2. Pingback: Dr Cameron’s advice to councils: apply more leeches | Flip Chart Fairy Tales | sdbast

  3. Pingback: Cartoon: Mr Osborne’s medicine for the UK public services and local authorities © Matt Buck Hack Cartoons

  4. Jim says:

    Public bodies NEVER implement cuts in budgets in ways that don’t impact the public the most, and themselves the least. Its always a case of making the most visual closures and service cuts possible so that pressure can be brought to bear on Central Government for more money. If they just went away and found ways of cutting costs without impacting core services, then the cutters would soon be back for more efficiency savings, which is the last thing they want. So make the cuts as painful as possible for the public, and as painless as possible for council employees, job done.

    • ThinkPurpose says:

      “If they just went away and found ways of cutting costs without impacting core services, then the cutters would soon be back for more efficiency savings, which is the last thing they want” yes, thats what happened, and nobody wanted it. It says so in the letter, and is what happened in reality.
      So we’re in agreement then.

  5. Tom Franklin says:

    The one place you are wrong is when you say “the only way to eliminate the deficit is to cut public service spending.” as it could also be done by raising taxes or not renewing trident.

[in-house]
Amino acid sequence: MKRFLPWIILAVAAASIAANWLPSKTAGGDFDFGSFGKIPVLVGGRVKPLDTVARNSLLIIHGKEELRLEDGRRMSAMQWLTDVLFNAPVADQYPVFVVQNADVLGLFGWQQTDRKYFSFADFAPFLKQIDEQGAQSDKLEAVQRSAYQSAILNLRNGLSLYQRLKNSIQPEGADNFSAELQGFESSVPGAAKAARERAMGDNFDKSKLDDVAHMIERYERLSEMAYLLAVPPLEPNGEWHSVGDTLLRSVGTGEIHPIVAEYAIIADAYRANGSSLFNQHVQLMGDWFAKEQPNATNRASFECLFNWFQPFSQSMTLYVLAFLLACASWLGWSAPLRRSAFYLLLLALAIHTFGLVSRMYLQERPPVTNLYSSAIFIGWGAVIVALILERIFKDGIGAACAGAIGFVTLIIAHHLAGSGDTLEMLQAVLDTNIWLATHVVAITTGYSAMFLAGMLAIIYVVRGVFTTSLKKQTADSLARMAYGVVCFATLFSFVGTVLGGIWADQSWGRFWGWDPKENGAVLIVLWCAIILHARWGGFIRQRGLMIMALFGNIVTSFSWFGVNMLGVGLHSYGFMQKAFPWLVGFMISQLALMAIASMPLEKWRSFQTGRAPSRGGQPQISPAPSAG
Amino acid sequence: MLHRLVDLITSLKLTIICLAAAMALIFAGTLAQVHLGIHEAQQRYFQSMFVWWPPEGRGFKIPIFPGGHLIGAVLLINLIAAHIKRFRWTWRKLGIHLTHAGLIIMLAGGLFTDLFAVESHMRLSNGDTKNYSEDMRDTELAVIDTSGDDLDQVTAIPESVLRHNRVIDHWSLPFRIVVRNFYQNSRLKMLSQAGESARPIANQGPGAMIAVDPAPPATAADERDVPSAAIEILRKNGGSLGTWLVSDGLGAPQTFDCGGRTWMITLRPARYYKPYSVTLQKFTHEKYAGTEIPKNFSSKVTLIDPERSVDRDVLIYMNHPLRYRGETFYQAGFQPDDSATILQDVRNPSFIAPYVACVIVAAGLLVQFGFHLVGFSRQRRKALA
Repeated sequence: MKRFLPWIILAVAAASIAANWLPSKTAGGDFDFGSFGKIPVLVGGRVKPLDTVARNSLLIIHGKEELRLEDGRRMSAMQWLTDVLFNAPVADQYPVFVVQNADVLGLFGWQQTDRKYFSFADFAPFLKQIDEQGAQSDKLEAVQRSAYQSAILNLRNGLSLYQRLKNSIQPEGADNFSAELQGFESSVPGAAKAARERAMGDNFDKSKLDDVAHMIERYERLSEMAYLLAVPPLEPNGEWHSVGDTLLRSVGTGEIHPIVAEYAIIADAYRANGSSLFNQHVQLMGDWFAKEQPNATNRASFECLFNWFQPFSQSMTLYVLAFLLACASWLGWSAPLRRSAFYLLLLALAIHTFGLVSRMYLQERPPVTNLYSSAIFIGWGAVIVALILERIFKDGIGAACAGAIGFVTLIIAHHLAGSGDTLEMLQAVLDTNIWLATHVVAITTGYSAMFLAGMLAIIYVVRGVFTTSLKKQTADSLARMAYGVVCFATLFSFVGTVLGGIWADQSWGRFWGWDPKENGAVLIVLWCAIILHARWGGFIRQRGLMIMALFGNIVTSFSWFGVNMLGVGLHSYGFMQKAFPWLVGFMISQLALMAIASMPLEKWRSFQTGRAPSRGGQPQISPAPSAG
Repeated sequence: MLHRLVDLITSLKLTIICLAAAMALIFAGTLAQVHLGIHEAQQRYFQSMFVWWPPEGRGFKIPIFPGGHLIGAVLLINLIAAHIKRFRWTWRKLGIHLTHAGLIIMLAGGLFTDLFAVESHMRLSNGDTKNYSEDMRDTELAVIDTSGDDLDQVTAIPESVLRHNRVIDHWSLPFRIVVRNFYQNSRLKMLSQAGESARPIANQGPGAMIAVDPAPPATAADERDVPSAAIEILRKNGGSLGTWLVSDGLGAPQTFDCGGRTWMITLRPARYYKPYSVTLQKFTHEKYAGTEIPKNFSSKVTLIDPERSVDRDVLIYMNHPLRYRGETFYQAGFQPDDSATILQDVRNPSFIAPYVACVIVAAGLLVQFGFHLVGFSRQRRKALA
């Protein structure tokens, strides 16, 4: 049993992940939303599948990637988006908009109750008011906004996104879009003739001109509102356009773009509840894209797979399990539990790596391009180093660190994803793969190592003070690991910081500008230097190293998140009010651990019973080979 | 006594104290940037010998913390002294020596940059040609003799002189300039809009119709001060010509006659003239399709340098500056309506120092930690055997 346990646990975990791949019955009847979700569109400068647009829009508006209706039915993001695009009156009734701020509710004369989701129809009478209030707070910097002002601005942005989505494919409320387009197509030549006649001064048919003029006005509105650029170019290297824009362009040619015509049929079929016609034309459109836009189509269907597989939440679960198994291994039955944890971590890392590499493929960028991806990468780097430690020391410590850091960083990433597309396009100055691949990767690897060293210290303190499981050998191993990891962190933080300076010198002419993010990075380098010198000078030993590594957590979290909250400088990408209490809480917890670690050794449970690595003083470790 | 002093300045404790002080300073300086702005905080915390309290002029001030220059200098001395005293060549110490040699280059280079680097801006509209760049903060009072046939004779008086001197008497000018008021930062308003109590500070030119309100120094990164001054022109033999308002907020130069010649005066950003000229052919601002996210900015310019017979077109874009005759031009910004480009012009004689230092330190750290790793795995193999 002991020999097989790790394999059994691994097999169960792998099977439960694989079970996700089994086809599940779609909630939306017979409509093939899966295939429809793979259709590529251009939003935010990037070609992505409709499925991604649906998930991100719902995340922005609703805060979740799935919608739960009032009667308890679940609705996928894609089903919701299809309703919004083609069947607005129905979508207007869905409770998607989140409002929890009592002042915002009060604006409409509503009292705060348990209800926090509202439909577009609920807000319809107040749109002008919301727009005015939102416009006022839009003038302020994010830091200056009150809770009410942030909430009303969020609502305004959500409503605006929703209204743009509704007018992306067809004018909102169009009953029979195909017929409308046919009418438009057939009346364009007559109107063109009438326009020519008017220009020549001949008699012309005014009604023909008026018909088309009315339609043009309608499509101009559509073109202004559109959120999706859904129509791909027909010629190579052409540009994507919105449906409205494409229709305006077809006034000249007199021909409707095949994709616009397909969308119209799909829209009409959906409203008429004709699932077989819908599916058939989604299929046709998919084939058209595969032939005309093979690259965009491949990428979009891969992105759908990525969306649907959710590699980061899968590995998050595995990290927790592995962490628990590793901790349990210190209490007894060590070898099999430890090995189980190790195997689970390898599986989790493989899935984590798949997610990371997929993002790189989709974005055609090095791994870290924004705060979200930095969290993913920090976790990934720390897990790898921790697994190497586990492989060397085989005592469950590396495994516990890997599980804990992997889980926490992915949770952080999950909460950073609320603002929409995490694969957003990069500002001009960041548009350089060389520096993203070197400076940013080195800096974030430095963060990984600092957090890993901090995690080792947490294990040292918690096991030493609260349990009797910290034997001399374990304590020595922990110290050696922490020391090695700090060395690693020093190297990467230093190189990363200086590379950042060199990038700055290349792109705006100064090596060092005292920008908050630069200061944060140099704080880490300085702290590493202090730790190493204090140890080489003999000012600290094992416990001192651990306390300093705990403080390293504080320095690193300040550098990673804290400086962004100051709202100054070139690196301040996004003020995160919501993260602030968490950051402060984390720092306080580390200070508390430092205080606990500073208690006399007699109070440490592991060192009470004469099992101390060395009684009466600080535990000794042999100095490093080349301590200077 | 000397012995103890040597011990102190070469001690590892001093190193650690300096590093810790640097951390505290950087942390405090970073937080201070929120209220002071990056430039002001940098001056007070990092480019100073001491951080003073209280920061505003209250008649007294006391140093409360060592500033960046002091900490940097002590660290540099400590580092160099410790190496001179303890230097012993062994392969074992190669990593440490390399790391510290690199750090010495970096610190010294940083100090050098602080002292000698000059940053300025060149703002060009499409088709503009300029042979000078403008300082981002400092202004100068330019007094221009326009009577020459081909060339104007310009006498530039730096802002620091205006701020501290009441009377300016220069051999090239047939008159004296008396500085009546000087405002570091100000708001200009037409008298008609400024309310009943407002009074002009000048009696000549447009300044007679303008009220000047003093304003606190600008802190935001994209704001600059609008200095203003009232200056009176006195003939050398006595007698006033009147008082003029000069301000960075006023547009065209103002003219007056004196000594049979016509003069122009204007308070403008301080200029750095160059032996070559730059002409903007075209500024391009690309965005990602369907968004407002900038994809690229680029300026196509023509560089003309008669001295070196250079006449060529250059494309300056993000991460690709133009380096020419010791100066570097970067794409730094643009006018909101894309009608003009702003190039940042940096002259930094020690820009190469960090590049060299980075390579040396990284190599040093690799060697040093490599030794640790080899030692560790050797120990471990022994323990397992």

• Rick says:

      By raising taxes, maybe, but Trident won’t make much difference. Most of the projected spending is in the next decade so irrelevant to George’s deficit target.

  6. JohnM says:

    On the other hand, you do not raise taxes.
    You reduce the large and varied amount of “reliefs” available.
    Next time on the financial disaster roundabout; you just announce: “that’s it guys, you’ve had your previous £350 billion (+-lots) handouts, this time you’re a gone goose. Bye”
    Instead of tax credits, the gov sends a letter to the employer: “this guy gets £120/wk off us as a working tax credit, from now on you pay it”
    Instead of socialism for the rich, let’s have a bit of socialism for the poor?

  7. JohnM says:

    I note that others have my perverse view on “De City”:

    “Now remember, this document was written when the financial sector was behaving like a demented sociopath on Speed, engaging in just about every kind of dishonest and dirty financial practice under the sun. In just over 2 years, the Government would have to be throwing billions of pounds of tax-payers’ money at the collapsing banking industry, just to keep the flaky edifice afloat! Talk about “…recognising the skills, sophistication and ability of senior management to manage their own business risks…”